Interaction of nervous and endocrine systems in the control of animal behavior, including humans, with emphasis on the mechanisms that adapt behavior to the changing physical and social environments.
4.000 Credit hours

NEUR 6500 – PHILOSOPHY OF SCIENCE
Philosophy of Science. (Same as Phil 6130.)
Varieties of scientific explanation; hypothesis formation and confirmation; paradigms, laws, and theories; the status of un-observable entities; holism and reductionism; science and values, nature and scope of scientific progress; limits of scientific explanation.
3.000 Credit hours

NEUR 6510 – PHILOSOPHY & COGNITIVE SCIENCE
Philosophy and Cognitive Science. (Same as Phil 6340.)
An interdisciplinary examination of the problems, theories, and research strategies central to the study of the human mind and of other cognitive systems. Basic readings will come from a variety of disciplines, including philosophy, neuroscience, and psychology. Topics of investigation may include perception, mental representation, language, modularity, consciousness, emotions, moral psychology, action, mental disorders, folk psychology, and animal minds.
3.000 Credit hours

NEUR 7400 – PSYCHOLOGY OF ANIMAL BEHAVIOR
Psychology of Animal Behavior. (Same as Psyc 7560.)
Psychological, genetic, physiological, and ecological bases of animal behavior. Basic adaptive mechanisms and their importance for understanding human behavior.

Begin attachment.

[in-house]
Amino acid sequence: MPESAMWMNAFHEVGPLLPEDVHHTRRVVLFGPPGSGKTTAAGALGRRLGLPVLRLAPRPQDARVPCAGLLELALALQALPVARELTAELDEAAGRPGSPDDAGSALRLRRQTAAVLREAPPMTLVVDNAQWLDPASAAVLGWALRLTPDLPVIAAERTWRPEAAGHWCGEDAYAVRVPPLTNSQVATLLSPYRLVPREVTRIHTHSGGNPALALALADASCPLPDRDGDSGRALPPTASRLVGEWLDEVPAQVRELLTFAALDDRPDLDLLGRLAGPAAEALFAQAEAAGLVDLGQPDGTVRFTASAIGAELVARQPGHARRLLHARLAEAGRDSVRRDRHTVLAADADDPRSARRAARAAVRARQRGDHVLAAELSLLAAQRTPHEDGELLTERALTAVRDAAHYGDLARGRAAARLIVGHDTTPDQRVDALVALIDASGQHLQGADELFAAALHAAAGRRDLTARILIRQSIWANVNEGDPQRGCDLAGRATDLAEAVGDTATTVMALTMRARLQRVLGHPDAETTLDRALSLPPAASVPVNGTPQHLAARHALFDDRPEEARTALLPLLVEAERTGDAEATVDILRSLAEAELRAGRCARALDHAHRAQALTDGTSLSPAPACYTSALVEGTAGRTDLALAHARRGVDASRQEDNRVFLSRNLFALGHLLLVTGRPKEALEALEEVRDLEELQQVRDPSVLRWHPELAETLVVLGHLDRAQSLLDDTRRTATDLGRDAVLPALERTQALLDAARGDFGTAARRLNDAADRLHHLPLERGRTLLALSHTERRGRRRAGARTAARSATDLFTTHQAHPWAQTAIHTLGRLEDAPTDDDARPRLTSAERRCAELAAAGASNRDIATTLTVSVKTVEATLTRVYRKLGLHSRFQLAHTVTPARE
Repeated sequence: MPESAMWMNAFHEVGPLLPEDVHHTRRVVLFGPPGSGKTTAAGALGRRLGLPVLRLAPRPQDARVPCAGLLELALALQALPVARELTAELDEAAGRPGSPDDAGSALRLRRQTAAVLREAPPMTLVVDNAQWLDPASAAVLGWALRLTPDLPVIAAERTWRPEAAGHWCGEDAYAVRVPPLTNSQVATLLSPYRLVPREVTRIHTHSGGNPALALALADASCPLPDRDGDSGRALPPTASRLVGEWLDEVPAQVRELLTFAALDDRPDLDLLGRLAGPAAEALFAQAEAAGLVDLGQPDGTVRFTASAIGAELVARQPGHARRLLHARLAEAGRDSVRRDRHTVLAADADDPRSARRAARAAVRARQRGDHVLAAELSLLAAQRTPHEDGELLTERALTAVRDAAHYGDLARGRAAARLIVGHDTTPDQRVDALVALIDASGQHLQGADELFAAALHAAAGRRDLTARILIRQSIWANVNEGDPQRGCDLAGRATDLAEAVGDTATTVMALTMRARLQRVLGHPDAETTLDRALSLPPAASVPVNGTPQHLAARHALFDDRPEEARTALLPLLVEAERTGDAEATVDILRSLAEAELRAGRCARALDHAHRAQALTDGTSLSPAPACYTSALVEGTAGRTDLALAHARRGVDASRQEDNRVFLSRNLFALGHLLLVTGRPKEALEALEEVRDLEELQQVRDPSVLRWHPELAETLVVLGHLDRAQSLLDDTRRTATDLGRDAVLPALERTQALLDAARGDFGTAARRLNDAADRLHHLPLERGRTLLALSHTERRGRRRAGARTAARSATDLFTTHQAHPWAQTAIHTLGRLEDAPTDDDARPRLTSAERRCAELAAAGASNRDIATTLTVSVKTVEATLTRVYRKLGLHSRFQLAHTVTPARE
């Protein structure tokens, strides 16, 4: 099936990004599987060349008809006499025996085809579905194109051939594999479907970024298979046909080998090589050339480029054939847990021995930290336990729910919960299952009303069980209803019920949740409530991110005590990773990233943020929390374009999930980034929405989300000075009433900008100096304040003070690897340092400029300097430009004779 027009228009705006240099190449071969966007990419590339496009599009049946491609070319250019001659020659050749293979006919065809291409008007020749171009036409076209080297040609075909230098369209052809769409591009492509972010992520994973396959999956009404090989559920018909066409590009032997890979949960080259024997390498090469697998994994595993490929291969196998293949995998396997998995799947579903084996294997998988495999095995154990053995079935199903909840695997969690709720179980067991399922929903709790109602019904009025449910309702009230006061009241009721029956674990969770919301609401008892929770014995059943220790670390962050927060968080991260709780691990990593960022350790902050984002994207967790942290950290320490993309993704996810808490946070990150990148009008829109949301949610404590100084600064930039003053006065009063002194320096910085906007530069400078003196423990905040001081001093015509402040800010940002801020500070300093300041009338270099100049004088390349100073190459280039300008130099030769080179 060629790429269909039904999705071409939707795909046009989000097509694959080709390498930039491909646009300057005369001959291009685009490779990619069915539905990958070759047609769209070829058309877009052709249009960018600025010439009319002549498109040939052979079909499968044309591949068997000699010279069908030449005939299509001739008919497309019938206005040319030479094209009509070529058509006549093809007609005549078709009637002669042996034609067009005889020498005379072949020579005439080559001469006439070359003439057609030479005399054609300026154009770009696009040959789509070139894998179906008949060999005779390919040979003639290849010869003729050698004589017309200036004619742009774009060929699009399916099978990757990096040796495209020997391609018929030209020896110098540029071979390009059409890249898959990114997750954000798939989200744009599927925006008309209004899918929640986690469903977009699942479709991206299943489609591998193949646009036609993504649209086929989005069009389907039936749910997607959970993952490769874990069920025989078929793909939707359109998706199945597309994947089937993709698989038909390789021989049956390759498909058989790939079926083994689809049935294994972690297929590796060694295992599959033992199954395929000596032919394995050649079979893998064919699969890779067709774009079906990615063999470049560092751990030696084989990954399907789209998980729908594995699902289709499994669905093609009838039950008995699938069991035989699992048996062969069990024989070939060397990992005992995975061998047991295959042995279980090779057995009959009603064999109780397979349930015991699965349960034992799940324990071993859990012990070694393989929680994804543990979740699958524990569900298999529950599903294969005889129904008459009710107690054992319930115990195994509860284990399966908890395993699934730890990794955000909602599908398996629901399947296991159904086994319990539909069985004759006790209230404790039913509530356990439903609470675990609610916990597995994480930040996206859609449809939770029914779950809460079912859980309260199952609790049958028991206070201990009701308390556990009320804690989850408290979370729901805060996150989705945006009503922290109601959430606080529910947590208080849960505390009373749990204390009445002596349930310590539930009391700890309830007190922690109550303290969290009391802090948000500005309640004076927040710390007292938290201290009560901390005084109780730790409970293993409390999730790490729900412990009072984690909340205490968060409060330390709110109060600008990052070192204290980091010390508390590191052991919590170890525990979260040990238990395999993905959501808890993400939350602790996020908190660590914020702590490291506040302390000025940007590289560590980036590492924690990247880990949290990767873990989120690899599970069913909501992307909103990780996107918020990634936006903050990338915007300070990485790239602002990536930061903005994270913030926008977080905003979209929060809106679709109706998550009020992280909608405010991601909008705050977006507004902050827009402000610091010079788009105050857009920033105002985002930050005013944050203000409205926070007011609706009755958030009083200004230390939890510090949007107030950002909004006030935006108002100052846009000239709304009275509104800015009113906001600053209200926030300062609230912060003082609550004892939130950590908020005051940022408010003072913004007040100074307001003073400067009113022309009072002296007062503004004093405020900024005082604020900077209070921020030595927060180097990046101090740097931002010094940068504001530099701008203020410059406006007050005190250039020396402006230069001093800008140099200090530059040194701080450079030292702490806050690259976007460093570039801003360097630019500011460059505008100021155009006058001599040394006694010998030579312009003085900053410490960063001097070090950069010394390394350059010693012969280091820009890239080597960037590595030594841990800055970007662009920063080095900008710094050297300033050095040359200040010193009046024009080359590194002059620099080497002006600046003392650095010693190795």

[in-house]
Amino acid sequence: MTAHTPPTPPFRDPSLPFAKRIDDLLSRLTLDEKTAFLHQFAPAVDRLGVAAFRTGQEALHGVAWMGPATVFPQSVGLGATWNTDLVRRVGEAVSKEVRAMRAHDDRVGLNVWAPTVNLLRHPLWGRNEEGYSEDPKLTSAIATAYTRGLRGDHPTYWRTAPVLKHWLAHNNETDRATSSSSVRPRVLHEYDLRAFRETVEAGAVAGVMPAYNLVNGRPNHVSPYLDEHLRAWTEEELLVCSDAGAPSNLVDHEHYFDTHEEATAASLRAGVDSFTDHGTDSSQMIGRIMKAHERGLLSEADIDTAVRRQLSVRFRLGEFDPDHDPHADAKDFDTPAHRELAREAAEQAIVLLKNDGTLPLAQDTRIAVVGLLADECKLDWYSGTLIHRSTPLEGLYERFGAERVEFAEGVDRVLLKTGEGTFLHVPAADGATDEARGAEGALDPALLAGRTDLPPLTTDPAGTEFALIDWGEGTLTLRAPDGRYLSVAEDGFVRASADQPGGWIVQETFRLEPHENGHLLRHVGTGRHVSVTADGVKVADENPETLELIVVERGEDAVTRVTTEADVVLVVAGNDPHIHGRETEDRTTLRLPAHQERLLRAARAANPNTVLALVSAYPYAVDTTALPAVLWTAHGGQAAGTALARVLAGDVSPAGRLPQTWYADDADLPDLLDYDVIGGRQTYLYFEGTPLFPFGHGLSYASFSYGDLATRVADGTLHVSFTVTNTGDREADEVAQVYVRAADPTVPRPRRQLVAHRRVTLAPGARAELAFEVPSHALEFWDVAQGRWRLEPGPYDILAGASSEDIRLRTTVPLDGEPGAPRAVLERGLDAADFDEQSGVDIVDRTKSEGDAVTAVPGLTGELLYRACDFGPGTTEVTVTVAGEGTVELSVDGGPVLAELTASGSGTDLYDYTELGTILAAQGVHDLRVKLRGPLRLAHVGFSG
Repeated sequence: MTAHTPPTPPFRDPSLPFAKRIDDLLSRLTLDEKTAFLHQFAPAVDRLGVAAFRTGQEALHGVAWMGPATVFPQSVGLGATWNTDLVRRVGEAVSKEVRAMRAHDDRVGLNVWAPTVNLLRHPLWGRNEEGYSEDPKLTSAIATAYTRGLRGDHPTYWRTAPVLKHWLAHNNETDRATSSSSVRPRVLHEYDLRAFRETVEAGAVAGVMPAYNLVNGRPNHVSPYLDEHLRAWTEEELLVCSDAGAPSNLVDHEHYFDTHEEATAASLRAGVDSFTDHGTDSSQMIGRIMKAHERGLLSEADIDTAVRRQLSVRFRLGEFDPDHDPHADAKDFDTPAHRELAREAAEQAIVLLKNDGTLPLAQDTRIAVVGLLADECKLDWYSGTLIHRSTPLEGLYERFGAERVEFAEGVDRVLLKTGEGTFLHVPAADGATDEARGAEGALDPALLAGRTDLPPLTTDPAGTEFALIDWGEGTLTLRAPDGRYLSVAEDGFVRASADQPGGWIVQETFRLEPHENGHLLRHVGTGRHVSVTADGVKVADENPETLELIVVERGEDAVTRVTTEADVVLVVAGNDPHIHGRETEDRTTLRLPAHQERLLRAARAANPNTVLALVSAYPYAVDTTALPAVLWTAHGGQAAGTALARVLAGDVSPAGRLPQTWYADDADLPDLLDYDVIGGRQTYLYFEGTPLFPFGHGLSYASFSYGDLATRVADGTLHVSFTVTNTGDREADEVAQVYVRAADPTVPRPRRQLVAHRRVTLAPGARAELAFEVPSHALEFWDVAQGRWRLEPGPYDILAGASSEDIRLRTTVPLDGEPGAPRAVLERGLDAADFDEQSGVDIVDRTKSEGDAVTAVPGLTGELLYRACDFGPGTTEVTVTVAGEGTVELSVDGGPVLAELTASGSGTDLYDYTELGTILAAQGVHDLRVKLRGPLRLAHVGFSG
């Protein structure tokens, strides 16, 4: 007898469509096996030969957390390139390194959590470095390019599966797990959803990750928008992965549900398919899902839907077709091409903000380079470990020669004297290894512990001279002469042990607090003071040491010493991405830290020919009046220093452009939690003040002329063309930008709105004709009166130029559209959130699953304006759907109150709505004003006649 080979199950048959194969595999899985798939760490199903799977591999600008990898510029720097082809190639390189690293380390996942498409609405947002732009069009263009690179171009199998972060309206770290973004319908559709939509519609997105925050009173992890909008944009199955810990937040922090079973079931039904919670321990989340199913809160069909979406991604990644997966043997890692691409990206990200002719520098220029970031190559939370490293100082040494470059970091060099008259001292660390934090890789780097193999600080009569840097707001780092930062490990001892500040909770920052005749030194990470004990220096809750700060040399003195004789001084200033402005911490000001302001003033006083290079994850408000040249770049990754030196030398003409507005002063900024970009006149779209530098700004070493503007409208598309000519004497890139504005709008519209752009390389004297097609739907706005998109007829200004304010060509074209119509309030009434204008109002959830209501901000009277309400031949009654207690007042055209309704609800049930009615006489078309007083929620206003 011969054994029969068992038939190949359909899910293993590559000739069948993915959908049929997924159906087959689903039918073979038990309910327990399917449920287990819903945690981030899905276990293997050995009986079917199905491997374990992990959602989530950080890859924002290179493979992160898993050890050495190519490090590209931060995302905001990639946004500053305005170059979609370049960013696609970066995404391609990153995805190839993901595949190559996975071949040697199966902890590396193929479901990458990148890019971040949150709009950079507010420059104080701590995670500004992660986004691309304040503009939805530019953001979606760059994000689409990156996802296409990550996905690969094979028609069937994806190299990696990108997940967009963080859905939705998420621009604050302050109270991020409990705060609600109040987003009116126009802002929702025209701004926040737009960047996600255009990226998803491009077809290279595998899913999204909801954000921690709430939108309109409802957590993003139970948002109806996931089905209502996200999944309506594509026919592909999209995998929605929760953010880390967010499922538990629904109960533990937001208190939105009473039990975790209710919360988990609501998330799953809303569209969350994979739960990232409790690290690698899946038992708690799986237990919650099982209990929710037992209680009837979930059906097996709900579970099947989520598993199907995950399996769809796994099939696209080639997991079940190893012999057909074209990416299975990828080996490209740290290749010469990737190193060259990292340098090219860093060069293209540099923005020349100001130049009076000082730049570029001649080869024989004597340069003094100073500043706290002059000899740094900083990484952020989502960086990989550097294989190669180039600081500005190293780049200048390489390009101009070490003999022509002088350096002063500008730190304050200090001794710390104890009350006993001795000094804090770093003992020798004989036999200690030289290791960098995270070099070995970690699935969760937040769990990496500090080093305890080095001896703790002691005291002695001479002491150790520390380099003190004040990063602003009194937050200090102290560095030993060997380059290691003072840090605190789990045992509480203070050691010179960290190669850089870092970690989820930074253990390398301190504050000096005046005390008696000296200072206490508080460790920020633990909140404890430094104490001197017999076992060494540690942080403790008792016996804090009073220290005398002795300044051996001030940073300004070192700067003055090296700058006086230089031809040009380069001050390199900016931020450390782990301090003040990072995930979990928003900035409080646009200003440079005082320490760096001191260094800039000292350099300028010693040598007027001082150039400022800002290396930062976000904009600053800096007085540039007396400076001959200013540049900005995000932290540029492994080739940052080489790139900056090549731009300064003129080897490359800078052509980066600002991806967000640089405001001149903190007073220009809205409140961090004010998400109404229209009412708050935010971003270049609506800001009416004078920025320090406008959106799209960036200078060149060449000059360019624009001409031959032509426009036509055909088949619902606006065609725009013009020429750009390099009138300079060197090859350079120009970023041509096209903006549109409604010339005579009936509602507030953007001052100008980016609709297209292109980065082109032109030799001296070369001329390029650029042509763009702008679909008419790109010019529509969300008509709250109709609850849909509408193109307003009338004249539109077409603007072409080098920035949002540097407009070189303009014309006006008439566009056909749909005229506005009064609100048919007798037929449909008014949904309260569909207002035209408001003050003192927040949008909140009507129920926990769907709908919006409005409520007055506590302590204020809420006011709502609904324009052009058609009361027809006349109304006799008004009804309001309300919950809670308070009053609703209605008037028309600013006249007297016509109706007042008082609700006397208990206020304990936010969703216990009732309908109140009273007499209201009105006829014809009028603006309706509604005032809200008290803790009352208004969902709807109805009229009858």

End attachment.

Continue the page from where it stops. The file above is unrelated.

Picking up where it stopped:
3.000 Credit hours

PH 7293 – ENVIRON HEALTH TOXICOLOGY
Environmental Health Toxicology.
This course surveys the fundamentals of exposure to chemical agents of human health importance in the environment, including natural, occupational, and built environments. Topics include distribution, absorption, metabolic conversion, and elimination of agents in the human body, as well as mechanisms of injury at the systemic, organ, and cellular level. Chemical structures and detection methods for chemical agents in the environment will also be covered.
3.000 Credit hours

PH 7295 – TOPICS IN ENVIRONMENTAL EPI
Topics in Environmental Epidemiology.
Prerequisites: PH7011, PH7150.
This course will review of the main types of epidemiological study designs, the principles of exposure assessment (identify hazards, media and pathways then quantitative and qualitative measures, including before and after physical and/or educational inventions), and the basic components of health impact/risk assessment, management and communication. The course explores important historical and contemporary exposure-to-disease relationships due to the contamination of waters (drinking water, surface water and ground water aquifers) and of air (outdoors and inside homes, schools, offices and industrial settings). Students will undertake critical reviews of research study designs, measurement of exposure and health outcomes, and interpretation of the statistical results.
3.000 Credit hours

PH 7296 – CLIMATE CHANGE & PUBLIC HEALTH
Climate Change and Public Health.
The course will offer an overview of challenges climate change poses to our health. It will also examine the current evidence on health impact of climate change and emphasize the importance of geography and global health in the context of climate change.
3.000 Credit hours

PH 7297 – GLOBAL WATER SANITA & HYGIENE
Global Water, Sanitation & Hygiene.